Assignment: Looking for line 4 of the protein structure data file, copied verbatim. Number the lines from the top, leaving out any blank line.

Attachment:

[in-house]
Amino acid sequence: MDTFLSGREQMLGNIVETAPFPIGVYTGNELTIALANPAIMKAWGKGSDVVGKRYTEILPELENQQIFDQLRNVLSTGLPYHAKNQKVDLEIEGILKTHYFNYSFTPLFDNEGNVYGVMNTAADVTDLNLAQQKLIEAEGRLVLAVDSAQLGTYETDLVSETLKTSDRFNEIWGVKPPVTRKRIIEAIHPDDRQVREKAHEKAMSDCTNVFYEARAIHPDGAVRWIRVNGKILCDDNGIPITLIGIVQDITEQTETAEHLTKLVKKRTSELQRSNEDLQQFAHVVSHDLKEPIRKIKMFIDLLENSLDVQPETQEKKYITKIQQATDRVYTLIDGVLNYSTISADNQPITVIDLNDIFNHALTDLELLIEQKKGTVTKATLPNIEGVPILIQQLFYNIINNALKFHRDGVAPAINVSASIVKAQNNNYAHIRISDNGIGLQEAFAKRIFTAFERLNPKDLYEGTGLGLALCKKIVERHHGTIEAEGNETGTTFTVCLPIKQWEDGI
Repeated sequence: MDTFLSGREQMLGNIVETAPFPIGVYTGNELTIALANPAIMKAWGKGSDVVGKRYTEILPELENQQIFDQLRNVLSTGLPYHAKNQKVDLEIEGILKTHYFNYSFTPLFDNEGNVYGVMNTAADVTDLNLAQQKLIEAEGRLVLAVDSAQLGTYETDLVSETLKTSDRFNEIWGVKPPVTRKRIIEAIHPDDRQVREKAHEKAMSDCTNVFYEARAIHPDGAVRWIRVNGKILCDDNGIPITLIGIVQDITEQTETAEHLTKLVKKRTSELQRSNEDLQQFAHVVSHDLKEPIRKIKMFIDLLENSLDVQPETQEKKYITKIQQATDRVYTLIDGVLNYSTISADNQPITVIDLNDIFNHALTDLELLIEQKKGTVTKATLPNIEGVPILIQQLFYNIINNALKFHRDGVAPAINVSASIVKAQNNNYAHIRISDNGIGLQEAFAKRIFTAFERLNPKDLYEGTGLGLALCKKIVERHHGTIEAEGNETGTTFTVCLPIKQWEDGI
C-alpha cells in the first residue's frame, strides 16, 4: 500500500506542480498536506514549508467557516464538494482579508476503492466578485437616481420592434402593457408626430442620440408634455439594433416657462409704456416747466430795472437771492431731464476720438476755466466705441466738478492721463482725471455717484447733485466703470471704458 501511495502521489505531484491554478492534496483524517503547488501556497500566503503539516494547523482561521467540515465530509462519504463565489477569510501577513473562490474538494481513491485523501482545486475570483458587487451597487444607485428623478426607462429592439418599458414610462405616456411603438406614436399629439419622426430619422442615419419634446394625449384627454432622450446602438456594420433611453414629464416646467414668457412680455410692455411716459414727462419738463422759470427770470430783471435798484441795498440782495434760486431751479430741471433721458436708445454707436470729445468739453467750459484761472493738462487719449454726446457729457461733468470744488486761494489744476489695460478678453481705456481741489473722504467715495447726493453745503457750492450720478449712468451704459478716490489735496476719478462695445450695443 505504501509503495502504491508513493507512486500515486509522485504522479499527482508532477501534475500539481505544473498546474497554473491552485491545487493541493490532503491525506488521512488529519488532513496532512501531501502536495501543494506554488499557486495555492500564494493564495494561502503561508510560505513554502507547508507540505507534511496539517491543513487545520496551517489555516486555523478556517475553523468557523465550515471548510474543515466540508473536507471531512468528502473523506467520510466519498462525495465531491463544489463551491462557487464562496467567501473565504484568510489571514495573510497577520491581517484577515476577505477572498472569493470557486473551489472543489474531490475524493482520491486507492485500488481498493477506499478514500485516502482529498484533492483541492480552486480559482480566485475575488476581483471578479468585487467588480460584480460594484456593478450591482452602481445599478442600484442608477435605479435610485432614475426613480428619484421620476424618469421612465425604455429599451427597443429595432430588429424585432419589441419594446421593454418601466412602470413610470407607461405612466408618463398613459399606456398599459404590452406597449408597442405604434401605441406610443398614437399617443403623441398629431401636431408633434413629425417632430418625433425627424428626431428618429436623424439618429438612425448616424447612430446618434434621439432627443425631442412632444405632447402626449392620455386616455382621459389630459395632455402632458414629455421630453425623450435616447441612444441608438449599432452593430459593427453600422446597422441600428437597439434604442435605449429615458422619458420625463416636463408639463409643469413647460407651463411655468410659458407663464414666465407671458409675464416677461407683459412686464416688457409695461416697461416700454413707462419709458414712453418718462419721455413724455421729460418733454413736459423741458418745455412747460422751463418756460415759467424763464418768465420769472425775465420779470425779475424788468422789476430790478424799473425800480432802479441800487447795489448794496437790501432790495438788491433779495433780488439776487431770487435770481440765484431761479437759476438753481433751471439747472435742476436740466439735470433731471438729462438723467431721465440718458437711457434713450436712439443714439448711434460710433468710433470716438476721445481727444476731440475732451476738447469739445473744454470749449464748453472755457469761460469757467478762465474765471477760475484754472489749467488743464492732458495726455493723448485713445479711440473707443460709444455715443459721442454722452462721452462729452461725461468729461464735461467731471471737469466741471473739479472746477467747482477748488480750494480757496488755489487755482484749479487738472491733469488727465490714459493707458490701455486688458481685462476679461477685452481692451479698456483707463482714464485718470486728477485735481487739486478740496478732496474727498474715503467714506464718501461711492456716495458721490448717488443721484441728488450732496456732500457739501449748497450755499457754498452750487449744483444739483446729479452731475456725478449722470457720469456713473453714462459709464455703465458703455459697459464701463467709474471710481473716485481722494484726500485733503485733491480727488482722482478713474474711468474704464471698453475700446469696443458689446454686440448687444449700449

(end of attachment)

C-alpha cells in the first residue's frame, strides 16, 4: 500500500506542480498536506514549508467557516464538494482579508476503492466578485437616481420592434402593457408626430442620440408634455439594433416657462409704456416747466430795472437771492431731464476720438476755466466705441466738478492721463482725471455717484447733485466703470471704458 501511495502521489505531484491554478492534496483524517503547488501556497500566503503539516494547523482561521467540515465530509462519504463565489477569510501577513473562490474538494481513491485523501482545486475570483458587487451597487444607485428623478426607462429592439418599458414610462405616456411603438406614436399629439419622426430619422442615419419634446394625449384627454432622450446602438456594420433611453414629464416646467414668457412680455410692455411716459414727462419738463422759470427770470430783471435798484441795498440782495434760486431751479430741471433721458436708445454707436470729445468739453467750459484761472493738462487719449454726446457729457461733468470744488486761494489744476489695460478678453481705456481741489473722504467715495447726493453745503457750492450720478449712468451704459478716490489735496476719478462695445450695443 505504501509503495502504491508513493507512486500515486509522485504522479499527482508532477501534475500539481505544473498546474497554473491552485491545487493541493490532503491525506488521512488529519488532513496532512501531501502536495501543494506554488499557486495555492500564494493564495494561502503561508510560505513554502507547508507540505507534511496539517491543513487545520496551517489555516486555523478556517475553523468557523465550515471548510474543515466540508473536507471531512468528502473523506467520510466519498462525495465531491463544489463551491462557487464562496467567501473565504484568510489571514495573510497577520491581517484577515476577505477572498472569493470557486473551489472543489474531490475524493482520491486507492485500488481498493477506499478514500485516502482529498484533492483541492480552486480559482480566485475575488476581483471578479468585487467588480460584480460594484456593478450591482452602481445599478442600484442608477435605479435610485432614475426613480428619484421620476424618469421612465425604455429599451427597443429595432430588429424585432419589441419594446421593454418601466412602470413610470407607461405612466408618463398613459399606456398599459404590452406597449408597442405604434401605441406610443398614437399617443403623441398629431401636431408633434413629425417632430418625433425627424428626431428618429436623424439618429438612425448616424447612430446618434434621439432627443425631442412632444405632447402626449392620455386616455382621459389630459395632455402632458414629455421630453425623450435616447441612444441608438449599432452593430459593427453600422446597422441600428437597439434604442435605449429615458422619458420625463416636463408639463409643469413647460407651463411655468410659458407663464414666465407671458409675464416677461407683459412686464416688457409695461416697461416700454413707462419709458414712453418718462419721455413724455421729460418733454413736459423741458418745455412747460422751463418756460415759467424763464418768465420769472425775465420779470425779475424788468422789476430790478424799473425800480432802479441800487447795489448794496437790501432790495438788491433779495433780488439776487431770487435770481440765484431761479437759476438753481433751471439747472435742476436740466439735470433731471438729462438723467431721465440718458437711457434713450436712439443714439448711434460710433468710433470716438476721445481727444476731440475732451476738447469739445473744454470749449464748453472755457469761460469757467478762465474765471477760475484754472489749467488743464492732458495726455493723448485713445479711440473707443460709444455715443459721442454722452462721452462729452461725461468729461464735461467731471471737469466741471473739479472746477467747482477748488480750494480757496488755489487755482484749479487738472491733469488727465490714459493707458490701455486688458481685462476679461477685452481692451479698456483707463482714464485718470486728477485735481487739486478740496478732496474727498474715503467714506464718501461711492456716495458721490448717488443721484441728488450732496456732500457739501449748497450755499457754498452750487449744483444739483446729479452731475456725478449722470457720469456713473453714462459709464455703465458703455459697459464701463467709474471710481473716485481722494484726500485733503485733491480727488482722482478713474474711468474704464471698453475700446469696443458689446454686440448687444449700449